The groundwork for nutritional genomics was laid by researchers like Jose Ordovas, now the director of the Nutrition and Genomics Laboratory at the Jean Mayer U.S. Department of Agriculture Human Nutrition Research Center on Aging at Tufts University. Ordovas has spent decades studying the correlation between the metabolism of dietary fats and the risk of cardiovascular disease. Perhaps the best-studied diet-gene interaction involves low-density lipoprotein (LDL) cholesterol and high-density lipoprotein (HDL) cholesterol. One of the most interesting findings of recent years concerns HDL and LDL cholesterol and a gene variant, or allele, that regulates their metabolism. Some people who eat a diet high in saturated fat will never see an increase in their “bad” LDL cholesterol, whereas others will see a spike and won’t even benefit from following the universal advice to eat a low-fat diet. It turns out that the differing effects of a high-fat diet depend in part on an allele of a gene involved in the metabolism of “good” HDL cholesterol called the hepatic-lipase gene. Ordovas explains that the remedy for these frustrated dieters is to continue eating a normal amount of fat, but to make a very high percentage of it polyunsaturated.
This kind of targeted advice, which can be dispensed to anyone at the return of a genetic screening, is the great promise of nutritional genomics, and cholesterol is the teasing example that drives businesses and researchers forward. But it is only one needle in a very high haystack. Ordovas was able to identify the curious effect of the hepatic-lipase allele because he had access to data from the Framingham Offspring Study, part of the huge, very well funded, decades-long Framingham Heart Study conducted by NIH’s National Heart, Lung, and Blood Institute.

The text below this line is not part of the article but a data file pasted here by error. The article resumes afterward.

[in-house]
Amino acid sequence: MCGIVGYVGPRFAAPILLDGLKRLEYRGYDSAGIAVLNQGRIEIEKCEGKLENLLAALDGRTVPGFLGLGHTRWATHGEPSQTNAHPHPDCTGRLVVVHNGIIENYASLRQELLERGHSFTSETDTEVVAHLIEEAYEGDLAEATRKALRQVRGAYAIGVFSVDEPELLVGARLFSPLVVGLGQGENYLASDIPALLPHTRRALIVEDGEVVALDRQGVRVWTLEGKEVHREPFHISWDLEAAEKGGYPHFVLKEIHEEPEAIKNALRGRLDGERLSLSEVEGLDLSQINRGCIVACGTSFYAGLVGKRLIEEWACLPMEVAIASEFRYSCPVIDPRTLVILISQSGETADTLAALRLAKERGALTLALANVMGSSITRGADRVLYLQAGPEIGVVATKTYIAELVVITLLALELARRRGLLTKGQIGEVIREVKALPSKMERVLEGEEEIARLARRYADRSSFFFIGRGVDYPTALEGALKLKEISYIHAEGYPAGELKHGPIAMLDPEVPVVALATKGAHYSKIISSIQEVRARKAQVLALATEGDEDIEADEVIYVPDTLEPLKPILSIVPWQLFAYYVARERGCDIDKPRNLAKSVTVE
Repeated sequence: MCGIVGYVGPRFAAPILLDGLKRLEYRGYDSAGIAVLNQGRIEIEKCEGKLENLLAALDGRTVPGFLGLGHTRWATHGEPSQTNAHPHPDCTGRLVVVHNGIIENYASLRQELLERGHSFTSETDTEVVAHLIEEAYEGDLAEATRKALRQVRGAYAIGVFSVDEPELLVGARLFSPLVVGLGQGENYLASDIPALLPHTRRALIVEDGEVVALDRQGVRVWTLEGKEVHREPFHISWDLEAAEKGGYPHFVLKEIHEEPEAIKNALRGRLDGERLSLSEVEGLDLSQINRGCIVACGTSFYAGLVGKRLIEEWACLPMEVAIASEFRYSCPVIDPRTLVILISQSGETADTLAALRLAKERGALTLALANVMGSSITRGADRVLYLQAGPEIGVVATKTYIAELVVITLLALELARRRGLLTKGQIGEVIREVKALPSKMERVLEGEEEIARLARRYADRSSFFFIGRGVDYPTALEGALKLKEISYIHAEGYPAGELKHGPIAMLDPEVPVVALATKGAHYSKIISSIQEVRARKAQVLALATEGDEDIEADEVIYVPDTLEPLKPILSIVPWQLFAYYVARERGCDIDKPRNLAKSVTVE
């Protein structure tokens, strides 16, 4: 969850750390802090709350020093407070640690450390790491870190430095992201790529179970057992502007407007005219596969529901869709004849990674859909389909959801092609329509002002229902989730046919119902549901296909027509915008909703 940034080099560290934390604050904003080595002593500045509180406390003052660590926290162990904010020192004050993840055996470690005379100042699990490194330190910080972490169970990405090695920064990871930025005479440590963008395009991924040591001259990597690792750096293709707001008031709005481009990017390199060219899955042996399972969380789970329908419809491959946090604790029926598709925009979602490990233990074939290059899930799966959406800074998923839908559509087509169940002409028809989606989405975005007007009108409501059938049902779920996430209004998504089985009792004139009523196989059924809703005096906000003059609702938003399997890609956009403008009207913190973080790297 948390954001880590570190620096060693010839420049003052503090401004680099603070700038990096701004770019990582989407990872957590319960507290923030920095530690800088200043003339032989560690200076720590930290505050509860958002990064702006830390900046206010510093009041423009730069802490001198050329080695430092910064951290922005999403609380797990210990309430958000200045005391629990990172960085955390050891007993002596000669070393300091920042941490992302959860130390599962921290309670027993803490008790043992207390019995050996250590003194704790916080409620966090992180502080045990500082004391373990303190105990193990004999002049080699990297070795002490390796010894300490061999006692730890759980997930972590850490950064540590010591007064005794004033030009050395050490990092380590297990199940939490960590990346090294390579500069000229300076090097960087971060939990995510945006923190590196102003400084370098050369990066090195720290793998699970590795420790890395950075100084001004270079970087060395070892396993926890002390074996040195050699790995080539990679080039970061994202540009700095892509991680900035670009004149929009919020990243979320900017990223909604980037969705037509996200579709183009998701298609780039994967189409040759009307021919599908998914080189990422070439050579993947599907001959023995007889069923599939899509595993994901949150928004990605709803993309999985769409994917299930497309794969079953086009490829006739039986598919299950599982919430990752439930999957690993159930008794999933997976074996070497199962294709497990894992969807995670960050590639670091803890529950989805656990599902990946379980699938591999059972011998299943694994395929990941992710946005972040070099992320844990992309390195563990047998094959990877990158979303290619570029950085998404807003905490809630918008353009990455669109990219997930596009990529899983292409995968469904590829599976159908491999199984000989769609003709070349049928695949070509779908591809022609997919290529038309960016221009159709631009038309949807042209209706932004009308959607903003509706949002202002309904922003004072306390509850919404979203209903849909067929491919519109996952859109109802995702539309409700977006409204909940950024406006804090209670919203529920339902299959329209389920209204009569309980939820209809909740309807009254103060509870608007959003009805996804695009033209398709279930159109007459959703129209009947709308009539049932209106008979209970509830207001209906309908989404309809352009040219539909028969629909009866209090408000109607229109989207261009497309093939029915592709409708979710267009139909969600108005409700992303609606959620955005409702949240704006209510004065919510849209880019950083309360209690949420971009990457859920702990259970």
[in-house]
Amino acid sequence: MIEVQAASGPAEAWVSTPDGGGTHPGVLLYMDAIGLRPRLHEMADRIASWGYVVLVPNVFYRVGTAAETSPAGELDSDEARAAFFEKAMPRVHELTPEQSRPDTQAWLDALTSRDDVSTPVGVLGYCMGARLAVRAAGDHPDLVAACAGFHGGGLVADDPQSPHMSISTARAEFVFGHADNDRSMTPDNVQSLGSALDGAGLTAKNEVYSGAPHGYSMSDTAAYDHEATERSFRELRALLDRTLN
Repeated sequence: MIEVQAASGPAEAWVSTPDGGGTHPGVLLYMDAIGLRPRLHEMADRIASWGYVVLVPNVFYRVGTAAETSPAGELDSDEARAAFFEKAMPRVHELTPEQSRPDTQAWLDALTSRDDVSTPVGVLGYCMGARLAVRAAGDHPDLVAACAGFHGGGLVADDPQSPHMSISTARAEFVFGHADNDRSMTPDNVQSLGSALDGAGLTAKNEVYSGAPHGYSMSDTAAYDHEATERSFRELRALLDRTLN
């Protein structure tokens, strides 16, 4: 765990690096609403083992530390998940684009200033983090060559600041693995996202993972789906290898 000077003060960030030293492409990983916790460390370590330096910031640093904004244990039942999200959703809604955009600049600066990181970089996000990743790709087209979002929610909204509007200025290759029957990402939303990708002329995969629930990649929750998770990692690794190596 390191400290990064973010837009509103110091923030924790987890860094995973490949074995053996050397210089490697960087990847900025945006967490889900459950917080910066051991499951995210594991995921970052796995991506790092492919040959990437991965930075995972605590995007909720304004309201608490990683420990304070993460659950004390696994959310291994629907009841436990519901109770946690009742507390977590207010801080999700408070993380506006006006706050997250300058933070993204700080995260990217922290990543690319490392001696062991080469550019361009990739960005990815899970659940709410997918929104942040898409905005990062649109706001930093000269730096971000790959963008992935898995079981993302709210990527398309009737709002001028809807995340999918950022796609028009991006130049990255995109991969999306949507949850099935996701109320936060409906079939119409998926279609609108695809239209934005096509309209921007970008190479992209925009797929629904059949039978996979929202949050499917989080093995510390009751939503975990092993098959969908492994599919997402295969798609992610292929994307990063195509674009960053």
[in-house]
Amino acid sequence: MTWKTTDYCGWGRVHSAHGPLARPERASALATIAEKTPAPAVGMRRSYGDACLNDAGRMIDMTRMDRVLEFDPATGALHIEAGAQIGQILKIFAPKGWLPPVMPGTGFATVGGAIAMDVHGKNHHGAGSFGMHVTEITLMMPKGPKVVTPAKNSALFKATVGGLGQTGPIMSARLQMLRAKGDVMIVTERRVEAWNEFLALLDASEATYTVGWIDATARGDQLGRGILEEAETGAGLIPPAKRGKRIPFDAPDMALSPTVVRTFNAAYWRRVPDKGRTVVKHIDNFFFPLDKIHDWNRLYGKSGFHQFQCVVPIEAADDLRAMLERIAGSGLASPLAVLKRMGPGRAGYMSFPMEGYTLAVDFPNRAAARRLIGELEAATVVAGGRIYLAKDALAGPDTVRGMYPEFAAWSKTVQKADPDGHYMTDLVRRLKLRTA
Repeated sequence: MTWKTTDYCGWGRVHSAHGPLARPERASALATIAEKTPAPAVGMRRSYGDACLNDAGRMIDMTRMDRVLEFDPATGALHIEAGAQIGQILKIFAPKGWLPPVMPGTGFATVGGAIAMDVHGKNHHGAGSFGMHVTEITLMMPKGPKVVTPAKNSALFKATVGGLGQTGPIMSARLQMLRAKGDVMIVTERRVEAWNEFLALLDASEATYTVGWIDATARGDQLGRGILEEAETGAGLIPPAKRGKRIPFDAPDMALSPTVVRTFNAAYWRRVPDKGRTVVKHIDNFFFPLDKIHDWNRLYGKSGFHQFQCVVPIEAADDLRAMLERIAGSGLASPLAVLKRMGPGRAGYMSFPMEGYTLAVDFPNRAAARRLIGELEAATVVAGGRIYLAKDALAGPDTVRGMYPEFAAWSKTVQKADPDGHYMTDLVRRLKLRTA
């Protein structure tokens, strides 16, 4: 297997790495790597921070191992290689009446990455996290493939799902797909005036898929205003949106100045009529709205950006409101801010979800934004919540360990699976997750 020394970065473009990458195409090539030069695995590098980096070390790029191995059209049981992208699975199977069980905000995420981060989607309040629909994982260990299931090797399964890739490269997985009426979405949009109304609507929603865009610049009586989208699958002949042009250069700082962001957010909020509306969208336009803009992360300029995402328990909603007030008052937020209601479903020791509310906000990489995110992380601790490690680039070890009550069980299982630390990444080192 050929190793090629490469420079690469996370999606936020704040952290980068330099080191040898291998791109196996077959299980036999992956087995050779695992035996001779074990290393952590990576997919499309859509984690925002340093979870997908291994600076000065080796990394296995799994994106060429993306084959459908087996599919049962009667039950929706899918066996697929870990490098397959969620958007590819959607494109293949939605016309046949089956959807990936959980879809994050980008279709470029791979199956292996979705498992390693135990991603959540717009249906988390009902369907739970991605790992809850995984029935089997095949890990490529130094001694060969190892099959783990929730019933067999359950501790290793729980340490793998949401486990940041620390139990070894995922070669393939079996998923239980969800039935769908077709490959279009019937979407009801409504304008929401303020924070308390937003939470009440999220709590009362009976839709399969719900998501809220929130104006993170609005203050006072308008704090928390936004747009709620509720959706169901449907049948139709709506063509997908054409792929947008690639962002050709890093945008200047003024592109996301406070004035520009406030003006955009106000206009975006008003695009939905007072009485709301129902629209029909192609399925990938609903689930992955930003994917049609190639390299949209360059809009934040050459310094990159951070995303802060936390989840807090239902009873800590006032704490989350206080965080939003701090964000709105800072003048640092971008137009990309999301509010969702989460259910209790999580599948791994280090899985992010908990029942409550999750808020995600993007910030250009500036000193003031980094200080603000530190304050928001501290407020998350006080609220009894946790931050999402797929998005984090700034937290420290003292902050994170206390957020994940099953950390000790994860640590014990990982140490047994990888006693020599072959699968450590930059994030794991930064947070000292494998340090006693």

Walter Willett, a professor of epidemiology and nutrition at the Harvard School of Public Health, conducted a review of the Davis center in his capacity as chairman of its external advisory committee. He told the Davis researchers that new observational studies would be prohibitively expensive to mount, and that the center should devise questionnaires to be incorporated into established long-term health trials and seek to obtain serum or blood samples from subjects to screen for genotype. Already the center has begun several collaborations, one with a long-term asthma trial under way at the University of California, San Francisco, where the researchers will look for connections between diet, genotype, and the disease, and others with studies of prostate cancer and restricted-calorie diets.
The study of diet-gene interactions in heart disease progressed so quickly, not only because that’s where the money was, but because the biomarkers for heart disease, like HDL and LDL cholesterol, are well understood and easy to measure. But the Davis researchers are hoping that the accumulation of genetic information about many populations, combined with the techniques of systems biology and the algorithms Malyj and his colleagues are using, will be able to disclose more-obscure diet-gene interactions.
They have their work cut out for them. Cancer, despite a huge scientific literature and investment in research, illustrates the difficult proposition for nutritional genomics. Markers vary for each kind of cancer, and environmental stimuli might play important roles in the disease’s progress. For cancer, and for cardiovascular and other diseases, the field’s first results are likely to be generalized recommendations for large ethnic groups whose genotypes are relatively well defined and easily studied, and of course for men and women, whose needs for and reactions to nutrients can differ greatly. Despite the number of genetic-screening companies contending to charge hundreds of dollars to devise individual “DNA diets,” the narrowest focus Rodriguez foresees in his lifetime, he says, is at the level of “a middle-aged man of Hispanic descent” like himself. And that, he says, is “close enough.”